On this day, Paterno would announce that he would be retiring at the end of the season. This came a little over a week after he passed Grambling State head coach, Eddie Robinson, as the winningest coach in NCAA Division I history, after Penn State defeated the University of Illinois 10-7.
That celebration would be short lived. Later in the evening that Paterno announced his retirement, he was fired by the Penn State Board of Trustees for his involvement in the child sex abuse case that would change Penn State forever.
Paterno’s long time assistant coach and defensive coordinator, Jerry Sandusky, was arrested four days prior on 40 counts of child sexual abuse which stemmed from 1994 to 2009.
This had a lot to do with Paterno because it was discovered that he knew of such acts going on back in 2001. Former Penn State quarterback and then graduate assistant, Mike McQueary, witnessed Sandusky abusing a young boy in the Penn State football shower facilities. McQueary informed Paterno, but after that, nothing happened and more children were abused.
Paterno was criticized for not informing authorities about what he was informed of. He did inform Penn State athletic director Tim Curley about what he was informed of, but it was later discovered that after that, Paterno pleaded with university officials to not report Sandusky to authorities because he didn’t want the football program or the school to receive a bad image.
Most people who are fans of Paterno and Penn State thought he did all he could do by reporting the incident to authorities. In reality, anyone with information of sexual abuse has a moral responsibility to report it to the authorities. Paterno failed to do that and even pleaded with Penn State officials to sweep it under the rug for the sake of the image that would come after.
Along with not reporting it to higher authorities, Paterno allowed Sandusky to have his own office on the Penn State campus, something that caused even more young children to be abused. The fact that Paterno could plead with university officials to not report this horrendous incident to authorities because he didn’t want his football program to receive an bad image in disgusting.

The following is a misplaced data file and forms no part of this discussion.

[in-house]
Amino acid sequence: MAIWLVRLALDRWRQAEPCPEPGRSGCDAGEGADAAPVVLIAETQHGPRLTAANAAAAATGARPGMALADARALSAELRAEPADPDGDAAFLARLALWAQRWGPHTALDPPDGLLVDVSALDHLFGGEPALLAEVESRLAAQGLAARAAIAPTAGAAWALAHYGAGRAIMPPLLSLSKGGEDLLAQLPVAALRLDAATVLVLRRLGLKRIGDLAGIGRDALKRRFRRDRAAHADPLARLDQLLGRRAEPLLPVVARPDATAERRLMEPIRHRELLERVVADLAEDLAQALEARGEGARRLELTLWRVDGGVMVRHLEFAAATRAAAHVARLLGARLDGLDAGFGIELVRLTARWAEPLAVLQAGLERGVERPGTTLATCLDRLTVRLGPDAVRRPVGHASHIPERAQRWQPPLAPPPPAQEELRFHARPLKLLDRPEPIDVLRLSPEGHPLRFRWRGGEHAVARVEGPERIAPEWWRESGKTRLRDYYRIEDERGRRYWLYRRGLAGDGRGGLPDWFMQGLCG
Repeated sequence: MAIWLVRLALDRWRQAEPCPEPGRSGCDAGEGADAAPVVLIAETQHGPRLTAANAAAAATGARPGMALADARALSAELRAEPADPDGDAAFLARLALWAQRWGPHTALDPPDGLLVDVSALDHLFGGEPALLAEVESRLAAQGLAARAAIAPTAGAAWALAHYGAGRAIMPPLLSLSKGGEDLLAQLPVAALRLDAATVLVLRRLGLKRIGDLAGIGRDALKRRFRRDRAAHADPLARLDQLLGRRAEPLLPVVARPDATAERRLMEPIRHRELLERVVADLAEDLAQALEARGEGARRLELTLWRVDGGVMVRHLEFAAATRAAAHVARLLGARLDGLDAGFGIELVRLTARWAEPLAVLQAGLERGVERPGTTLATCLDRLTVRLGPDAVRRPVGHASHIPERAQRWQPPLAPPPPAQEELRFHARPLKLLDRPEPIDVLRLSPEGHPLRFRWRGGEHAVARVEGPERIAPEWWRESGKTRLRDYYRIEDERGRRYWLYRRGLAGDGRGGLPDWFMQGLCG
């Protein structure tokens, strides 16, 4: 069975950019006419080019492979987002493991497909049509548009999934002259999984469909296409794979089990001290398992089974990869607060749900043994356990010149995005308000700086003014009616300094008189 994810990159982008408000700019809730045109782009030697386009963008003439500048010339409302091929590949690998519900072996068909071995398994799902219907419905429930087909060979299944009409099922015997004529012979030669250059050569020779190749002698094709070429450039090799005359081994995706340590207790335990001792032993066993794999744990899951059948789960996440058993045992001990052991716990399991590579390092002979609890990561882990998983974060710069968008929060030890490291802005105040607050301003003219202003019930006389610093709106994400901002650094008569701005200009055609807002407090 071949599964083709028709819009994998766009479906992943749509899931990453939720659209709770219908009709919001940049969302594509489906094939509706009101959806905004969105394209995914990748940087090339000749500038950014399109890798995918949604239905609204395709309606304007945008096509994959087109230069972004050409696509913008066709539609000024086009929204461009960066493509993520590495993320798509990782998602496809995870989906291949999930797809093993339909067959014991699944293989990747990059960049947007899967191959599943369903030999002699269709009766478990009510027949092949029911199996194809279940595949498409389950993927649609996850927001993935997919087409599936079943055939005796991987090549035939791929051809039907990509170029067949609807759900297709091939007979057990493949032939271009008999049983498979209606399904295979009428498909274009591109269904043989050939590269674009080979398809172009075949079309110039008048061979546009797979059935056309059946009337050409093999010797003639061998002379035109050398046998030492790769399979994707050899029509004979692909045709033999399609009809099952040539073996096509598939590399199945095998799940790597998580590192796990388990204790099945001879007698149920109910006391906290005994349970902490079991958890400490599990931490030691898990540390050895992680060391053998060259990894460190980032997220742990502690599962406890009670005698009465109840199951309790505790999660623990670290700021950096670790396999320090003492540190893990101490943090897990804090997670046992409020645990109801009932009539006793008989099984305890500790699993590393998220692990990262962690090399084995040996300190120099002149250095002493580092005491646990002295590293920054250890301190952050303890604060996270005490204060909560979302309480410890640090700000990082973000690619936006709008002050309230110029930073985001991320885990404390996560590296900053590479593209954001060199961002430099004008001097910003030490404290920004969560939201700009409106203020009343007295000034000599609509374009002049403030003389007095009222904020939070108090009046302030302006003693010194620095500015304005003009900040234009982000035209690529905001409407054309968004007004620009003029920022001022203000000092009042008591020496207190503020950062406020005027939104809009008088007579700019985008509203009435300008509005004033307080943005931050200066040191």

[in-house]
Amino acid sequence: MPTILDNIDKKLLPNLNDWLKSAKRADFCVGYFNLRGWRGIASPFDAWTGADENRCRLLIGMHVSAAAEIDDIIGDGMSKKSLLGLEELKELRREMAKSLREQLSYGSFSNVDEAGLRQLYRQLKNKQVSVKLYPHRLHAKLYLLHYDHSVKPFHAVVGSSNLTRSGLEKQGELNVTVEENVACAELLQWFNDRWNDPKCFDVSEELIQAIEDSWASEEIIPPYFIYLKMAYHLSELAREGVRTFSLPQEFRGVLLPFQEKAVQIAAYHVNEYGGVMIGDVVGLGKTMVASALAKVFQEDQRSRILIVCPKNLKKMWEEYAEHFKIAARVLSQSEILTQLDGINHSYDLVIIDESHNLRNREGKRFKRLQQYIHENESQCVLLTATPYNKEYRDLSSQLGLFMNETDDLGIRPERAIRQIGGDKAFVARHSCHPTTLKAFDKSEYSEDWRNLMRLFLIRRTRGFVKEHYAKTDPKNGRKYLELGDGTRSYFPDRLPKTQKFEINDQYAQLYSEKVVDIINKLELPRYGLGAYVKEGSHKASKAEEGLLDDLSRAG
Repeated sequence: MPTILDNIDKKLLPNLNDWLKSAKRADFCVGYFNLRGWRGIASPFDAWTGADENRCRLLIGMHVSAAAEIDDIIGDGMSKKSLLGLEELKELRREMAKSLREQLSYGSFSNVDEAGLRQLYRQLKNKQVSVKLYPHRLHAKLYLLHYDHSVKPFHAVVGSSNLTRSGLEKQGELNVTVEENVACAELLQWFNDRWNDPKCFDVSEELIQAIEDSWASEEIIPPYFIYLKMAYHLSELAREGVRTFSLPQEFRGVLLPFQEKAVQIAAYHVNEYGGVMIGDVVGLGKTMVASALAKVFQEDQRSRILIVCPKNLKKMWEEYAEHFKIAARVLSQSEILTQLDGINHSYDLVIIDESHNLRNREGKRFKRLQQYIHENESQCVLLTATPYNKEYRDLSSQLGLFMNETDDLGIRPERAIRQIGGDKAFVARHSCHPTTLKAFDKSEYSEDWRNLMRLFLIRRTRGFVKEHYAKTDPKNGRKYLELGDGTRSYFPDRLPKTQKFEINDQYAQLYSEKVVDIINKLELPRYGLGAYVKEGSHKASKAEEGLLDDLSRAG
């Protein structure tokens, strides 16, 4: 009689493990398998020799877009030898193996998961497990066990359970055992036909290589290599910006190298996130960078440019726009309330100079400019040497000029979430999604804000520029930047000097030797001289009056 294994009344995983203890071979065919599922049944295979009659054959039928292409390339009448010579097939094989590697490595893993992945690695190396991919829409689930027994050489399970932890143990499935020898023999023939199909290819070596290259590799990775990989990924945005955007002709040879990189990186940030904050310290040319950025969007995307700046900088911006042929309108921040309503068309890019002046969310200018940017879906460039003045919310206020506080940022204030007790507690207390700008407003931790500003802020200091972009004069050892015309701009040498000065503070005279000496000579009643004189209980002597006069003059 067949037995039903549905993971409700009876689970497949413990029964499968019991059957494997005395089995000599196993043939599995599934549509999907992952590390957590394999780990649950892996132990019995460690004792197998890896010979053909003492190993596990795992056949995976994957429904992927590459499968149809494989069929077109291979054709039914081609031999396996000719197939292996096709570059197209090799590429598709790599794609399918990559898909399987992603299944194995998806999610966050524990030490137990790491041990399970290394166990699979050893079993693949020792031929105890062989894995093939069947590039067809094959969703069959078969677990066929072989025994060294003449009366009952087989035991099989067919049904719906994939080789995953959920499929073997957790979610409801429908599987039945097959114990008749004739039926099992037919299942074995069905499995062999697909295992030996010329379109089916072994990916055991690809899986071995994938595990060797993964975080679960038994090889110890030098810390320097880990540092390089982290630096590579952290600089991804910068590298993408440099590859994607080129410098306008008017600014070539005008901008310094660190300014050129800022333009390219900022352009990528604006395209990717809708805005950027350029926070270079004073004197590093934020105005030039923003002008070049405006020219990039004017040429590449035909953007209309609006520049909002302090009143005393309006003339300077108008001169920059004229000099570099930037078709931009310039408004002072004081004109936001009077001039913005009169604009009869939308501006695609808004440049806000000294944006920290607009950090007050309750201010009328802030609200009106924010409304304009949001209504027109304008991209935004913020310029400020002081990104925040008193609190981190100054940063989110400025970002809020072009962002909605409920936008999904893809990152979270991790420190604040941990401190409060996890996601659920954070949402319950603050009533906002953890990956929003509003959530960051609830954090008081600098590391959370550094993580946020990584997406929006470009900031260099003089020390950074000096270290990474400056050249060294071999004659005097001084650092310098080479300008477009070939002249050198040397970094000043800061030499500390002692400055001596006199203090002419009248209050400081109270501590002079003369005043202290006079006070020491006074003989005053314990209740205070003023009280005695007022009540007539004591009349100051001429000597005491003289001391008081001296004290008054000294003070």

The incident resulted in the Joe Paterno statue-that sat outside of Beaver Stadium-to be torn down and removed, something that a lot of Penn State fans were outraged by.
As if things couldn’t get any worse for Paterno, his family announced later in the month that the legendary football coach was suffering from lung cancer.
He passed away on January 22, 2012 from the lung cancer. A lot of people, myself included, think he really passed away from a broken heart after everything that took place.
On July 23, 2012, the NCAA vacated all of Penn State’s wins from 1998 to 2011. Paterno would have 111 wins vacated, dropping him to 12th on the all time wins list.
I was one to criticize Paterno for not doing more. I did this because I thought someone with the status of such an iconic figure would do more, but instead, he was more worried about his football program’s image. He was a God-like figure in Happy Valley and someone like that should know to do the right thing in every situation, especially one as heinous as the one that occurred.
Despite my bashing of him, I will choose not to remember him in the negative light. When I hear the name Joe Paterno, I will forever think Penn State football. Up until the arrest of Sandusky, he was arguably the most known and iconic college football coach of all time.
How will you remember Joe Paterno?
Photo Credits: Associated Press